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‘Belle’ review: Anime adaptation of classic fairy tale filled with emotion

Belle is a modern take on the famous French fairy tale, Beauty and the Beast. Directed by Mamoru Hosoda, the animated film is about a high school student named Suzu who enters a virtual world called U. There, she becomes a popular idol named Belle. It is not long before she crosses paths with a mysterious beast. When she sets out to discover the beast’s identity, she learns about herself.

The film may be inspired by a famous story, but it is not handcuffed by its source material. Belle does a great job of modernizing the classic tale. Suzu is withdrawn and traumatized by the death of her mother and enters the U to be herself. She is unable to sing in the real world, and feels her full beauty can only be seen in a virtual world. It is a common and popular premise in anime.

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The beast (who has named himself “The Dragon”) is no prince. While he does reside in a castle, there is no curse on him and the character is akin to a very good gamer. He has only lost three times in almost four hundred fights. The characters are familiar, but enough changes have been made to where some may not see the Beauty and the Beast influence immediately.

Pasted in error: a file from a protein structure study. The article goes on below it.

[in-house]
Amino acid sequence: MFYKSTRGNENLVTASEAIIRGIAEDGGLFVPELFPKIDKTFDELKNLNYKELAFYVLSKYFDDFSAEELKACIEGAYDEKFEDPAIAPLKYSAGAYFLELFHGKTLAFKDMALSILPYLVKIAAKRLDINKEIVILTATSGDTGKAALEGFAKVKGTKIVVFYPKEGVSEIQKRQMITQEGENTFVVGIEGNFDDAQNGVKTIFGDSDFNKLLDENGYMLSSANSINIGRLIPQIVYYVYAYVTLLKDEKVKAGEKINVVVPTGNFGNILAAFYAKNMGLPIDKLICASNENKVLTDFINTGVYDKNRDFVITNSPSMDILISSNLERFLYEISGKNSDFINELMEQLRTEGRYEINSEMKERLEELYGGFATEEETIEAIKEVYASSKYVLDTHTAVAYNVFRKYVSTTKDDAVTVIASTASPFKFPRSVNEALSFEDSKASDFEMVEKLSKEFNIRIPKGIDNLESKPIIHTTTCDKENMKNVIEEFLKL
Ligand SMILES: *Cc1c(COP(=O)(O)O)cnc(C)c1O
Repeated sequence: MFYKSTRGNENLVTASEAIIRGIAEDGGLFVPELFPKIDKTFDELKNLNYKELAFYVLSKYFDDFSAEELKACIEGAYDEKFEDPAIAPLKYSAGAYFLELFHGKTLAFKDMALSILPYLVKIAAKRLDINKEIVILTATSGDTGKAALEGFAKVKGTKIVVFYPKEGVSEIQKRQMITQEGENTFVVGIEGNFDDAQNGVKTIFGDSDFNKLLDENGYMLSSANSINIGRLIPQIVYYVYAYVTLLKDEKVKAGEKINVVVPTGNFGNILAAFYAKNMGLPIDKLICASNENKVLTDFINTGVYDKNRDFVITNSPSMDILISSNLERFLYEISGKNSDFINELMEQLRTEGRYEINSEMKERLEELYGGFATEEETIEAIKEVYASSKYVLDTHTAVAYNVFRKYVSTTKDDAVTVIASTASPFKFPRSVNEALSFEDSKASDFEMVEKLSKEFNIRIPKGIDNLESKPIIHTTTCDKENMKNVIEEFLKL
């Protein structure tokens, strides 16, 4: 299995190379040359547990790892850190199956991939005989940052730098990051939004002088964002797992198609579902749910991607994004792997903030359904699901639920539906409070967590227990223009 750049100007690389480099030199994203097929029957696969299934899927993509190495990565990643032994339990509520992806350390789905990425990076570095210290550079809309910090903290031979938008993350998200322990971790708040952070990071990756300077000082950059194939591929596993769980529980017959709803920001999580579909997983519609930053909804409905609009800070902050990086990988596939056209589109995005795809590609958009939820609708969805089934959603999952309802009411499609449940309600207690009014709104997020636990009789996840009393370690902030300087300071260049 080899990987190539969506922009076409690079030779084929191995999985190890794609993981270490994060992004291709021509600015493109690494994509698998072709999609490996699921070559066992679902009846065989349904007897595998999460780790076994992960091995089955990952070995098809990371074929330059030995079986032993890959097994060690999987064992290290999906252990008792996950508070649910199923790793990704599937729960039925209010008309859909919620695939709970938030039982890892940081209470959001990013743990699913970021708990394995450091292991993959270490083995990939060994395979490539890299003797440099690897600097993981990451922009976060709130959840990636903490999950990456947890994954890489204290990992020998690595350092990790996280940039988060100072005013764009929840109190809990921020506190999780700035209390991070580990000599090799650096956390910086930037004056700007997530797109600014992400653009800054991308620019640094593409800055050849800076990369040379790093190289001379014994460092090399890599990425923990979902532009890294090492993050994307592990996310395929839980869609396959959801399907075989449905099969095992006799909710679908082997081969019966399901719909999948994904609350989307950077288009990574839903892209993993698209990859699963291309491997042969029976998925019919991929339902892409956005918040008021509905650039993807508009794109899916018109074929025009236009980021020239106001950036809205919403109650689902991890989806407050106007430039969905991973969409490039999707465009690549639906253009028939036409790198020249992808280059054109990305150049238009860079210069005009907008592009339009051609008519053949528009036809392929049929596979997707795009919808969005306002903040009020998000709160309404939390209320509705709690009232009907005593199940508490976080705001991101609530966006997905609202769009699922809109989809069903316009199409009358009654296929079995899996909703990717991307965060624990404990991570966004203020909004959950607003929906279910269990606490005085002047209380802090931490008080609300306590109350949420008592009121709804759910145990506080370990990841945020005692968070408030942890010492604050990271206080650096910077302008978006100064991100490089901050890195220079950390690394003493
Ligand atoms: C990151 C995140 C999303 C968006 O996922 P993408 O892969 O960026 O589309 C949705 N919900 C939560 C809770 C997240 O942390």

This fresh take makes Belle very engaging. The film hits many familiar story beats, and there are some neat allusions to the 1991 Disney classic, but the story is able to stand on its own. It goes in directions that will surprise the audience. Instead of being a straightforward love story, it is more about self confidence and modern technology. Though some of the supporting characters lack depth, none of them hinder the film’s enjoyment.

As engrossing as the plot can get, it does not prevent things from getting convoluted. Jumping back and forth between the real and virtual worlds, Belle juggles a number of different subplots. It can be difficult to keep everything straight, especially when things take a dark twist towards the end. It is an odd case where the overall story is easy to follow, but there are moments within it that are hard to follow.

This never takes away from the enjoyment of Belle. The music will stick with anyone who watches the film. The climactic number that includes a number of mysteries solved and Belle singing on a flying whale is emotionally powerful. The animation is a mix of hand drawn and computer animated scenes. This pulls viewers even deeper into both of the movie’s worlds.

Belle has select IMAX preview screenings January 12 and opens nationwide January 14

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